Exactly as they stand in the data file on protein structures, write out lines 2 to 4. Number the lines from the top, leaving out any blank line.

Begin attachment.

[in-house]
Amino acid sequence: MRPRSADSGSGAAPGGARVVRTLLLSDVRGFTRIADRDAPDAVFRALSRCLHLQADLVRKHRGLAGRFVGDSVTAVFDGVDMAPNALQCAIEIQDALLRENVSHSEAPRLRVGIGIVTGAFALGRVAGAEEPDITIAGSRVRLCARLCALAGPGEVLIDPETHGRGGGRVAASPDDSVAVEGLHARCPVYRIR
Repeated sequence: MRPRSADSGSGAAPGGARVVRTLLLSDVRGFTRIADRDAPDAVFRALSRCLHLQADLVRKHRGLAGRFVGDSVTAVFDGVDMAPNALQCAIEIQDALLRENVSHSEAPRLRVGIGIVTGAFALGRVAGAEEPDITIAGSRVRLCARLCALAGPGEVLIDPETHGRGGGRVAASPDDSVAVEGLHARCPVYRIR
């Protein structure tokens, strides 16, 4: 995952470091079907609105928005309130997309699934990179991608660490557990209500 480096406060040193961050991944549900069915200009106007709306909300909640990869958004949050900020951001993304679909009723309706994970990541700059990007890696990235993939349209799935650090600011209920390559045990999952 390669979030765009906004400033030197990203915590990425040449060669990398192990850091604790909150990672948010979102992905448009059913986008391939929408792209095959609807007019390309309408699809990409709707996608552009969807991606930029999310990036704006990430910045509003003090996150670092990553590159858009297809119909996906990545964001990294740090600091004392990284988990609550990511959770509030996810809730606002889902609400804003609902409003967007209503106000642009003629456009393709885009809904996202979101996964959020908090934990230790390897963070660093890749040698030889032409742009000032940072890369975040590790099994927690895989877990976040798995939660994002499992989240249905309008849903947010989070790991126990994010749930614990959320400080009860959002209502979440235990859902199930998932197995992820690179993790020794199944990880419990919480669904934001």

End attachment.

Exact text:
Amino acid sequence: MRPRSADSGSGAAPGGARVVRTLLLSDVRGFTRIADRDAPDAVFRALSRCLHLQADLVRKHRGLAGRFVGDSVTAVFDGVDMAPNALQCAIEIQDALLRENVSHSEAPRLRVGIGIVTGAFALGRVAGAEEPDITIAGSRVRLCARLCALAGPGEVLIDPETHGRGGGRVAASPDDSVAVEGLHARCPVYRIR
Repeated sequence: MRPRSADSGSGAAPGGARVVRTLLLSDVRGFTRIADRDAPDAVFRALSRCLHLQADLVRKHRGLAGRFVGDSVTAVFDGVDMAPNALQCAIEIQDALLRENVSHSEAPRLRVGIGIVTGAFALGRVAGAEEPDITIAGSRVRLCARLCALAGPGEVLIDPETHGRGGGRVAASPDDSVAVEGLHARCPVYRIR
């Protein structure tokens, strides 16, 4: 995952470091079907609105928005309130997309699934990179991608660490557990209500 480096406060040193961050991944549900069915200009106007709306909300909640990869958004949050900020951001993304679909009723309706994970990541700059990007890696990235993939349209799935650090600011209920390559045990999952 390669979030765009906004400033030197990203915590990425040449060669990398192990850091604790909150990672948010979102992905448009059913986008391939929408792209095959609807007019390309309408699809990409709707996608552009969807991606930029999310990036704006990430910045509003003090996150670092990553590159858009297809119909996906990545964001990294740090600091004392990284988990609550990511959770509030996810809730606002889902609400804003609902409003967007209503106000642009003629456009393709885009809904996202979101996964959020908090934990230790390897963070660093890749040698030889032409742009000032940072890369975040590790099994927690895989877990976040798995939660994002499992989240249905309008849903947010989070790991126990994010749930614990959320400080009860959002209502979440235990859902199930998932197995992820690179993790020794199944990880419990919480669904934001």